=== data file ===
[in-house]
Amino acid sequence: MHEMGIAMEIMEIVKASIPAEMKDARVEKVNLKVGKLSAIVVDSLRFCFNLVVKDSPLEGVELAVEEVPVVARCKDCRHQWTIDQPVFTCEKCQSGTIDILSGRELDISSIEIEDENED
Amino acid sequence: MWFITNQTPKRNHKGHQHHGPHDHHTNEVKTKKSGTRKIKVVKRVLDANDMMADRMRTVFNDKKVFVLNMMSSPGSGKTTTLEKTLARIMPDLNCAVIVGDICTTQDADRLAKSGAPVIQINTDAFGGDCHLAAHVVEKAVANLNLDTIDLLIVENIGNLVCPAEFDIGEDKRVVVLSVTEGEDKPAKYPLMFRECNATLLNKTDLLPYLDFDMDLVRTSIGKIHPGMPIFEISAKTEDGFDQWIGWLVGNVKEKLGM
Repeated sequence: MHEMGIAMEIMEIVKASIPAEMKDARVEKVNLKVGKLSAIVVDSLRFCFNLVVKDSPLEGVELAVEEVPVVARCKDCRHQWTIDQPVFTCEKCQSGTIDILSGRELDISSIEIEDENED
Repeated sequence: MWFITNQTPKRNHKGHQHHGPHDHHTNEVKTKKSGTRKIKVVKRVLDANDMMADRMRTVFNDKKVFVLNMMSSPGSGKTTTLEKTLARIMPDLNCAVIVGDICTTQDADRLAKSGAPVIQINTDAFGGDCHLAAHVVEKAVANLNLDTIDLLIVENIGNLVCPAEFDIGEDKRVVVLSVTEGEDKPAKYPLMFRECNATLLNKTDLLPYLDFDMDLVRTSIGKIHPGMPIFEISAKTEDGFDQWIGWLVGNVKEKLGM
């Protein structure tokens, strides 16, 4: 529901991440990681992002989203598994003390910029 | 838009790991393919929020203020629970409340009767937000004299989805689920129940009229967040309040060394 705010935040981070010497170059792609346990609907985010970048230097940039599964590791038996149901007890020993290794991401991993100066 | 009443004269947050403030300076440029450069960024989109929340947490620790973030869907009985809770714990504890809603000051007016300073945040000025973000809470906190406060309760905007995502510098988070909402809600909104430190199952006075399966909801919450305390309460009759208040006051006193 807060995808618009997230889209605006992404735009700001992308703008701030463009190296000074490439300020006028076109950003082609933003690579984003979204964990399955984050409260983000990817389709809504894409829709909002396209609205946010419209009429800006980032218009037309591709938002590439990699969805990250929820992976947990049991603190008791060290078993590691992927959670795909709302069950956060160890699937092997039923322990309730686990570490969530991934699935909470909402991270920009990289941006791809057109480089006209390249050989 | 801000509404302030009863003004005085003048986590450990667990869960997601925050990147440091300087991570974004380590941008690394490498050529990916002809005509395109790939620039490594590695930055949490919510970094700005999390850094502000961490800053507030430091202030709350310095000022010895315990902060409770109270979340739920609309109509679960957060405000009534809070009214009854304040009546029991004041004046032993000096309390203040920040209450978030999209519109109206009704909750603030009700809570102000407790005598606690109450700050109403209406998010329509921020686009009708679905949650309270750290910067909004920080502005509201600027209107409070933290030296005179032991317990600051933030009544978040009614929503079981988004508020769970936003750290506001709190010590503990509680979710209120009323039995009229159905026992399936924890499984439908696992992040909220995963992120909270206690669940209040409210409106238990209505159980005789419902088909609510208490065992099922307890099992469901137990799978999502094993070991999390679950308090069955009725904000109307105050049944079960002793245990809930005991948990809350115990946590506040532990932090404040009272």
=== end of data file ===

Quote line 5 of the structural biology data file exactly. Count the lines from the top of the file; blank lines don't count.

Repeated sequence: MWFITNQTPKRNHKGHQHHGPHDHHTNEVKTKKSGTRKIKVVKRVLDANDMMADRMRTVFNDKKVFVLNMMSSPGSGKTTTLEKTLARIMPDLNCAVIVGDICTTQDADRLAKSGAPVIQINTDAFGGDCHLAAHVVEKAVANLNLDTIDLLIVENIGNLVCPAEFDIGEDKRVVVLSVTEGEDKPAKYPLMFRECNATLLNKTDLLPYLDFDMDLVRTSIGKIHPGMPIFEISAKTEDGFDQWIGWLVGNVKEKLGM